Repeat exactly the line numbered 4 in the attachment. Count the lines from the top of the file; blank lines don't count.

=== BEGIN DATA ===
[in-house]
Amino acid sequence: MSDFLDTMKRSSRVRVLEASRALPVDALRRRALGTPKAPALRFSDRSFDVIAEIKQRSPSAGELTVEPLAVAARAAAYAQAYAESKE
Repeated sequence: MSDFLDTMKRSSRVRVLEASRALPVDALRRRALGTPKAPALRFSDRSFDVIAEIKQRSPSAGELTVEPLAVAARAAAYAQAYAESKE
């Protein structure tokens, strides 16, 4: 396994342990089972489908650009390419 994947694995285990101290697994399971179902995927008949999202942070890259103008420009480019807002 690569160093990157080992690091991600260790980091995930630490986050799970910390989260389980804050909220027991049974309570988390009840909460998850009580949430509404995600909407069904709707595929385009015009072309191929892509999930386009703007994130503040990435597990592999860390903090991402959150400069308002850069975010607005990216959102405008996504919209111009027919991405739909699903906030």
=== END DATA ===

């Protein structure tokens, strides 16, 4: 396994342990089972489908650009390419 994947694995285990101290697994399971179902995927008949999202942070890259103008420009480019807002 690569160093990157080992690091991600260790980091995930630490986050799970910390989260389980804050909220027991049974309570988390009840909460998850009580949430509404995600909407069904709707595929385009015009072309191929892509999930386009703007994130503040990435597990592999860390903090991402959150400069308002850069975010607005990216959102405008996504919209111009027919991405739909699903906030």